Study reveals protein that dials immune responses up and down

| Written by Jessica Moore
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Research led by scientists at the Sanford Burnham Prebys Medical Discovery Institute (SBP) has identified a new regulator of immune responses. The study, published recently in Immunity, sheds new light on why T cells fail to clear chronic infections and eliminate tumors. The findings open the door for a new approach to modulating T cell responses in many clinical settings, including infections, autoimmune diseases, and tumors that are unresponsive to currently available therapies.

“We discovered that a protein on the surface of T cells, P-selectin glycoprotein ligand-1 (PSGL-1), acts as a negative regulator of T cell function,” said Linda Bradley, Ph.D., professor in the Immunity and Pathogenesis Program. “PSGL-1 has the broad capacity to dampen T cell signals and promote the exhaustion of T cells in viral and tumor mouse models.”

T cells are the immune cells responsible for recognizing and destroying specific invaders, whether from outside the body (viruses or bacteria) or within (cancer). Their activity is highly tunable—signals from other cells adjust T cell responses to counteract the invasion. However, sometimes those responses fall short, such as in chronic viral infections and cancers that thwart immune responses by inducing T cell dysfunction.

The recent emergence of drugs that block immune checkpoints has provided a new, improved approach to treating certain cancers such as lung cancer and melanoma. Immune checkpoints act as brakes for T cells, restraining the immune system from self-attack and preventing autoimmune diseases. Inhibitors of checkpoints remove these brakes, and unleash the immune system to tackle these cancers—in some cases extending survival by years.

Bradley and her lab found that PSGL-1 is required to increase levels of immune checkpoints to allow T cell inhibition. When PSGL-1 is missing, the brakes are off, and T cells remain active longer than they normally would.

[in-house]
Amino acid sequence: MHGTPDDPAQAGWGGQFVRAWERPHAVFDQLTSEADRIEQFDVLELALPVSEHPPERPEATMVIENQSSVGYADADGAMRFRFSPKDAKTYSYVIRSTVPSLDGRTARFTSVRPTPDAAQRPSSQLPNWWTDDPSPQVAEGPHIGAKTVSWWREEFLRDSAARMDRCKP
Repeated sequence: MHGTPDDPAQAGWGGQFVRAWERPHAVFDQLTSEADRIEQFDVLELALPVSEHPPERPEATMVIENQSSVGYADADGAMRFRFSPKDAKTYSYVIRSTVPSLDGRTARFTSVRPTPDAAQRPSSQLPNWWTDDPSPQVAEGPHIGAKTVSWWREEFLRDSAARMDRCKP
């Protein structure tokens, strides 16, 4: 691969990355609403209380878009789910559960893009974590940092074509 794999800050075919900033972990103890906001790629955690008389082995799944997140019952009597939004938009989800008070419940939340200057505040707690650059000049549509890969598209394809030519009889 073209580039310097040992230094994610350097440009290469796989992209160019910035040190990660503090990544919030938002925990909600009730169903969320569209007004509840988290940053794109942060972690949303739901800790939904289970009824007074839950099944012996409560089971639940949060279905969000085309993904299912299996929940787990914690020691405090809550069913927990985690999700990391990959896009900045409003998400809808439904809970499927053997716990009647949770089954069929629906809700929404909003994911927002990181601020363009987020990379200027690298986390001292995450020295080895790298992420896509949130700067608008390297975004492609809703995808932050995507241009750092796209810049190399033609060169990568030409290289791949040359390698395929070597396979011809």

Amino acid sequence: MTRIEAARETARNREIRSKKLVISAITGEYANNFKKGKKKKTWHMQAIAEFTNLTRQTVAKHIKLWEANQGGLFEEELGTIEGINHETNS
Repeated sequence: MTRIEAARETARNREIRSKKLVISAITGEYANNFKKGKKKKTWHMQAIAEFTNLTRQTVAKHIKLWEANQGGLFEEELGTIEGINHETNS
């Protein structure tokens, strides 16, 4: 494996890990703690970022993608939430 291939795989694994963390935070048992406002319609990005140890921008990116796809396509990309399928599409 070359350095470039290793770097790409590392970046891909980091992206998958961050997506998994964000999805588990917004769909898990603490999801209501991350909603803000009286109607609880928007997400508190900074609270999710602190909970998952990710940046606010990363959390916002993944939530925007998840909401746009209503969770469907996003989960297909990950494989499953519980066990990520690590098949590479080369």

“Blocking PSGL-1 may enhance the immune response to cancer and chronic viral infections such as hepatitis. In contrast, activating PSGL-1 may be a way to inhibit immune responses that could potentially be used to treat autoimmune diseases, such as rheumatoid arthritis, psoriasis, multiple sclerosis and lupus,” said Bradley.

Bradley’s study was performed using mice engineered to lack PSGL-1. These mice could completely eradicate lymphocytic choriomeningitis virus (LCMV) infections, which normally last months.

“Total clearance of LCMV is rare,” Bradley commented. “When we saw that, we knew PSGL-1 was crucial for limiting immune responses.”

The research group then looked at whether this lack of an immune brake would impact cancer by injecting the same mice with melanoma cells. The resulting tumors grew much slower than they do in normal mice, showing PSGL-1 regulates T cell responses in general.

“We’ve received a lot of interest from pharmaceutical companies wanting to explore the clinical potential of our findings,” added Bradley.

“PSGL-1 inhibitors could provide another tool in the arsenal against cancer, and benefit the many patients who don’t respond to the currently available checkpoint inhibitors.”

The Bradley lab is now looking for synergies with other types of anti-cancer drugs. Because T cells may not be able to reach all tumor cells, combining immune therapies with drugs that kill the cancer more directly could work better than either approach alone.

The paper is available online here.

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